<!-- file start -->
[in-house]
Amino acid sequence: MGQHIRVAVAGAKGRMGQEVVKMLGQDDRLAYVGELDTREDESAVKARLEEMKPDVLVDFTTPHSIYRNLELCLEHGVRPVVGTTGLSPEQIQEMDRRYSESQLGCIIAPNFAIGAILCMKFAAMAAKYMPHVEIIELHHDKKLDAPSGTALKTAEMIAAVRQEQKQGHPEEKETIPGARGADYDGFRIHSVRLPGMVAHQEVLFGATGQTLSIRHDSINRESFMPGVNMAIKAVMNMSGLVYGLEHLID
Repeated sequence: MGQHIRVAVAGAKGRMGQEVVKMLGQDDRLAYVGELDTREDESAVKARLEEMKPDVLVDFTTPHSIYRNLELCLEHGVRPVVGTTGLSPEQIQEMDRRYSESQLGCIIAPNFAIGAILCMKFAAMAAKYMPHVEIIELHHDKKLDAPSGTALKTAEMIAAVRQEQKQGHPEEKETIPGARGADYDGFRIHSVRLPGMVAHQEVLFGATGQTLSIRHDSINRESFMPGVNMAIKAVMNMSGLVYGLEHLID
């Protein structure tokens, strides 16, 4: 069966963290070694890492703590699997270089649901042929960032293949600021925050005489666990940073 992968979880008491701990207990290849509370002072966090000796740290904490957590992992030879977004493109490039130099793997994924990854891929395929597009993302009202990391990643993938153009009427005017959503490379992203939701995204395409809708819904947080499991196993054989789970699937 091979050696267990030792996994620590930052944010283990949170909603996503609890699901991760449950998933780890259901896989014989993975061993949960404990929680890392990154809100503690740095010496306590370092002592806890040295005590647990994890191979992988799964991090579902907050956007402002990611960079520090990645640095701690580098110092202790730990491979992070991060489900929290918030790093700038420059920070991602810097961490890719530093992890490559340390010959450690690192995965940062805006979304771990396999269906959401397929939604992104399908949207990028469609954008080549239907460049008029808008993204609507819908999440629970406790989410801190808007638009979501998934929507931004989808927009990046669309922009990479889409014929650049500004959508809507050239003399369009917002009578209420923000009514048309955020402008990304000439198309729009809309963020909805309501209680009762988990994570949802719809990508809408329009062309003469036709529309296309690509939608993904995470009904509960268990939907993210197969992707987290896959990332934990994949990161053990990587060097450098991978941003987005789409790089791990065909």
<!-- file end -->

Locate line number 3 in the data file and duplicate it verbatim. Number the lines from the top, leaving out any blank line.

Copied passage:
Repeated sequence: MGQHIRVAVAGAKGRMGQEVVKMLGQDDRLAYVGELDTREDESAVKARLEEMKPDVLVDFTTPHSIYRNLELCLEHGVRPVVGTTGLSPEQIQEMDRRYSESQLGCIIAPNFAIGAILCMKFAAMAAKYMPHVEIIELHHDKKLDAPSGTALKTAEMIAAVRQEQKQGHPEEKETIPGARGADYDGFRIHSVRLPGMVAHQEVLFGATGQTLSIRHDSINRESFMPGVNMAIKAVMNMSGLVYGLEHLID